HomeCornucopia • Word Formation 3Word Formation Practice Test 3

Complete the sentences with the correct form of the words in capitals.

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Complete the passage with the correct form of the words in capitals.

The chronic (1)  (SHORT) of organ donors is the most critical issue facing the field of organ transplantation. According to a Gallup poll, there are a variety of reasons why people do not readily donate their organs, one major reason being that thinking about their own death makes many people (2)  (PREHENSILE). Organizations such as the United Network for Organ Sharing are dedicated to encouraging Americans to (3)  (COME) this reluctance to become organ donors. To this end, they often stress that organ donation is a(n) (4)  (LIVE) act, not one that should be (5)  (SOCIAL) with death. However, raising awareness about organ donation is a slow process, and the need for more organs is (6)  (MEDIUM).

One proposal that has been made to try and solve this dilemma is to (7)  (VERSE) the current system in which doctors must obtain a patient’s, or his or her family’s, consent in order to remove organs after death. Under a policy of “presumed consent,” all patients would be presumed to want to become organ donors unless they (8)  (EXPLICATE) state otherwise. Presumed consent proposals have (9)  (CONSIST) been met with strong opposition, however, on the grounds that they violate an individual’s right to make medical decisions for themselves. “Mandated choice”policies on the other hand, are a less extreme (10)  (ALTER). Advocates of these policies argue that rather than waiting for people to volunteer for organ donation hospitals or government organizations should require individuals to state their (11)  (PREFER) about organ donation, perhaps when they obtain their driver’s licenses or file tax (12)  (TURN). Several states in fact have already implemented required response policies but, on average, rates of organ donation have not risen (13)  (DRAMA) as a result.

It seems therefore, that thousands of people currently on organ transplant waiting lists are counting on (14)  (ALTER) organ donations. Without a doubt, the field of organ transplantation is one of the miracles of modern medicine, but its power to save lives depends directly on the (15)  (AVAIL) of organs.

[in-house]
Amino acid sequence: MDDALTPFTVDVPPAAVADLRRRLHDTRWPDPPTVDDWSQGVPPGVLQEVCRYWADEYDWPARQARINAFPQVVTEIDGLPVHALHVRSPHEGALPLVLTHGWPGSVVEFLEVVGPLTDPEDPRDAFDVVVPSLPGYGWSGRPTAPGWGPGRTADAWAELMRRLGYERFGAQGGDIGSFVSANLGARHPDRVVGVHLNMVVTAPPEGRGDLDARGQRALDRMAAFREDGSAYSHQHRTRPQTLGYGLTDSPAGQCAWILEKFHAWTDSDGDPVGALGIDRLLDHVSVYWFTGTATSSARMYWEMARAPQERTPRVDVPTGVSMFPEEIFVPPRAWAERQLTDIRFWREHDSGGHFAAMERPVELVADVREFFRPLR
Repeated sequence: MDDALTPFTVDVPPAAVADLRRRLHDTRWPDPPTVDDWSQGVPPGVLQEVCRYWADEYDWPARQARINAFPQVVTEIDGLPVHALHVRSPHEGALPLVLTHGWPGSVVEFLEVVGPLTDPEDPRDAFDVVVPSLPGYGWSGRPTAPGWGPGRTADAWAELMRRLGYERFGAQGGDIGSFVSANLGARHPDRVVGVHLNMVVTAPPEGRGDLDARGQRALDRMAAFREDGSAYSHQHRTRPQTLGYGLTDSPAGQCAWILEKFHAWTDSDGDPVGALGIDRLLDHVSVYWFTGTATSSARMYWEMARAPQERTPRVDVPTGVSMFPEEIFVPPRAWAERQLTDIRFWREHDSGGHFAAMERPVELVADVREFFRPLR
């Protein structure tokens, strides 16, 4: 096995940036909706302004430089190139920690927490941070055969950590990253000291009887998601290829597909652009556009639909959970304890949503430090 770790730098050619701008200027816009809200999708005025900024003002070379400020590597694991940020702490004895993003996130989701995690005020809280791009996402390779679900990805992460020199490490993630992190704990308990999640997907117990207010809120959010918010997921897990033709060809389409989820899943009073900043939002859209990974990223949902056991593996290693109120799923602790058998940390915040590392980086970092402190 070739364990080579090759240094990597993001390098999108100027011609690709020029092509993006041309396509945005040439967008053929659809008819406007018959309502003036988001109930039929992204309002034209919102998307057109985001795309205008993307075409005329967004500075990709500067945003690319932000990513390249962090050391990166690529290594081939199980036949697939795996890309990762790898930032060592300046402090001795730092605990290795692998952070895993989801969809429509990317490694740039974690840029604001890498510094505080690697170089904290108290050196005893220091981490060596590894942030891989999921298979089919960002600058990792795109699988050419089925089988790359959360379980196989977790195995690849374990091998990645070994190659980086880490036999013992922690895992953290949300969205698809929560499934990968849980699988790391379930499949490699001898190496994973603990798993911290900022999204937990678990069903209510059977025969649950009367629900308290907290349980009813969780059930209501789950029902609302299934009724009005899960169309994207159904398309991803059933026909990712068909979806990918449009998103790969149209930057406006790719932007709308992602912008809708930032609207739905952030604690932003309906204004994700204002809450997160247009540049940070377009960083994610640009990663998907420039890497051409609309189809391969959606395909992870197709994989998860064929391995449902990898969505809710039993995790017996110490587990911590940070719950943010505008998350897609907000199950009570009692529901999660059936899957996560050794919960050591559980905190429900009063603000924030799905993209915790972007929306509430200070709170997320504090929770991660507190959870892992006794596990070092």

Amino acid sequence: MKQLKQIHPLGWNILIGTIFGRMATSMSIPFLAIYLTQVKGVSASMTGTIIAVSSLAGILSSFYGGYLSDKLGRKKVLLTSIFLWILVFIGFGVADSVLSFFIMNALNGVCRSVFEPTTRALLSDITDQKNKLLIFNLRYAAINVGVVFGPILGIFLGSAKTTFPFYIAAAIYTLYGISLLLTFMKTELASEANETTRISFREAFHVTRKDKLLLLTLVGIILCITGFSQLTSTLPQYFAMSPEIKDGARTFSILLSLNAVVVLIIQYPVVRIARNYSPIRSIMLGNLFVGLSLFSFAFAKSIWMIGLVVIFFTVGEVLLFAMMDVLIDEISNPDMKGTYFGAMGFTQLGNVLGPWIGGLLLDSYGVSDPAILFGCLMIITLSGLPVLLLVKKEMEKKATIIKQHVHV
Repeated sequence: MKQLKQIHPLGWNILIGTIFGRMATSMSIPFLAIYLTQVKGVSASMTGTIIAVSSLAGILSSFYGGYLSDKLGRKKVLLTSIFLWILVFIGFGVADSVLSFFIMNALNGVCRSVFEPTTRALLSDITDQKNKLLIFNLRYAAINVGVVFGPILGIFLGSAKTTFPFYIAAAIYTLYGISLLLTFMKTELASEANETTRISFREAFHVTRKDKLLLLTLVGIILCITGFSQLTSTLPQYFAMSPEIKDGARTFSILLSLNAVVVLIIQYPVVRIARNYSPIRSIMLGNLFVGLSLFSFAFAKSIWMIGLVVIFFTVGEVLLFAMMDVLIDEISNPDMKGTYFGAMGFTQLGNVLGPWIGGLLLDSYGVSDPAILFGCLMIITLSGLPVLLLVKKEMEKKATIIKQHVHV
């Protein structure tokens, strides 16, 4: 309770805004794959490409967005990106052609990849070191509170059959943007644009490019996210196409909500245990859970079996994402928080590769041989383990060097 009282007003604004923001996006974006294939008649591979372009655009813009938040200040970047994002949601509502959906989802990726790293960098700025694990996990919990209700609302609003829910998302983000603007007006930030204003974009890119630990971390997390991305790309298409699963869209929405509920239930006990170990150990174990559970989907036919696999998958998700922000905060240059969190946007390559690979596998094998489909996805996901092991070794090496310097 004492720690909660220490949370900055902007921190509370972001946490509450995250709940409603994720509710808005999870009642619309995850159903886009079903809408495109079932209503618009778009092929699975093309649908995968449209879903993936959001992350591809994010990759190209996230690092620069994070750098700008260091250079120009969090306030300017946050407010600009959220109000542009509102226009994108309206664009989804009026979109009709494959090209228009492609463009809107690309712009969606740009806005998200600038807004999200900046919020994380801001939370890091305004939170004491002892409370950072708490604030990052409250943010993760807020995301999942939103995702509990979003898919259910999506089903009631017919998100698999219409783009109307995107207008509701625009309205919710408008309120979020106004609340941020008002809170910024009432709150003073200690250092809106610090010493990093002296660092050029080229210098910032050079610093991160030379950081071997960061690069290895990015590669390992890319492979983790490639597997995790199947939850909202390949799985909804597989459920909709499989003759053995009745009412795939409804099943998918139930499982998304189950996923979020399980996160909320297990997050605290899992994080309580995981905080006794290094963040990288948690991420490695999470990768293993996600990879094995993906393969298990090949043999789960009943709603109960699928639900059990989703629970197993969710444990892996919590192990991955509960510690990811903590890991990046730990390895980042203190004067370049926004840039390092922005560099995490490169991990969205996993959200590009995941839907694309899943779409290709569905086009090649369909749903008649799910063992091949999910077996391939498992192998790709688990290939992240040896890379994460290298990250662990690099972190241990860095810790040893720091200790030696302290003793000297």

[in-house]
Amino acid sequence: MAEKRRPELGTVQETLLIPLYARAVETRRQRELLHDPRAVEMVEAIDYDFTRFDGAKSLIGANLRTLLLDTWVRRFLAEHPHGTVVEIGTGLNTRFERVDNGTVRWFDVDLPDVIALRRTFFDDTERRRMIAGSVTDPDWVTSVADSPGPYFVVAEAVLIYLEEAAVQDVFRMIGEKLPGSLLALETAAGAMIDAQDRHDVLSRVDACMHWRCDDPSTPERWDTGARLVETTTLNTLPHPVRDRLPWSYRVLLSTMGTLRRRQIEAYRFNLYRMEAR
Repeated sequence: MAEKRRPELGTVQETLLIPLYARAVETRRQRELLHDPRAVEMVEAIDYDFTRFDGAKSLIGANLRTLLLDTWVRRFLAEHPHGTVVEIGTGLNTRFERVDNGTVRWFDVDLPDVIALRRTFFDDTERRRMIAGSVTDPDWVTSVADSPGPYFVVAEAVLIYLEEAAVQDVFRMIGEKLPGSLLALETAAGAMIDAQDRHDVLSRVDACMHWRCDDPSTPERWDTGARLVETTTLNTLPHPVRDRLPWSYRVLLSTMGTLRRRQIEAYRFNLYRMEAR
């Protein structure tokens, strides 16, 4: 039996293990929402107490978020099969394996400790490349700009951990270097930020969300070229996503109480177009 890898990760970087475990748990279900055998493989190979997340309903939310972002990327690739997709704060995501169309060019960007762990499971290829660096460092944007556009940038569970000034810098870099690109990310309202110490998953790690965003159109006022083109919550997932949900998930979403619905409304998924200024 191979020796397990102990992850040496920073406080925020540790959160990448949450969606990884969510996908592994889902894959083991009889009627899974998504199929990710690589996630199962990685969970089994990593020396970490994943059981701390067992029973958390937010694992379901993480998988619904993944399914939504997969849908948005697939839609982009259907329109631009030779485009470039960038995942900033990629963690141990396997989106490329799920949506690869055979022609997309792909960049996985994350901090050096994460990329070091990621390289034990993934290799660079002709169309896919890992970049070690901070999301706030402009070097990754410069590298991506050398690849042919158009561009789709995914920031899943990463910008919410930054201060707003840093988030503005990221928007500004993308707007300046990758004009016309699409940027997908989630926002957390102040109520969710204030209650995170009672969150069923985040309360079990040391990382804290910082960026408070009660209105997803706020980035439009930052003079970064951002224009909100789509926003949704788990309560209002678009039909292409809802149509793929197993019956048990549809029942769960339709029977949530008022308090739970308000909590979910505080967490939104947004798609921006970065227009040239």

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Complete the passage with the correct form of the words from the list below.

cast • disciple • fluid • high • limit • load • mass • multiple • plausible • rail • response • right • source • strict • thorn

What was once a manageable flow of data has become a(n) (1) flood. Information is (2) en masse across a variety of media such as 24-hour rolling news networks, a mountain of newsprint, and the Alexandrian library that is the Internet. Added 10 this is the endlessly (3) data that makes up our consumer identity: health records, social security and tax returns, bank statements, PIN numbers, and passwords. Amazingly, despite this information (4) , over two thirds of (5) in a recent survey checked the box that stated, “I can never have use much information.” However, given the limits of human memory, the problem is how and where to store all the extra information.

Scientists from such varied (6) as neuroscience, cognitive psychology, sociology, and computer science are already pooling their (7)  to investigate the (8) of a device that will enhance your ability to manage the (9) of data. In form and function, this device would be something like a personal black recorder that will even document in digital form information such as recorded footage of births, marriages, and baptisms. The prospect of such a device has (10) potential, but there is a(n) (11)  risk of such storage systems being open to exploitation.

Several years ago. Lifelog, a US research program, was (12) when it came up against the (13) issue of pubic privacy. Its stated aim was “to compile a massive electronic database of every activity and relationship a person engages in.” Not surprisingly, civil liberty campaigners pounced on the project, claiming it toyed with Big Brother-like technology that could be used to keep tabs on everyone. Such a vast body of information (14) in a single database poses ethical dilemmas, particularly ones of control and application that touch on the murky area of (15) . After all, who will ensure that your memories won’t be sold to the highest bidder on the open market?

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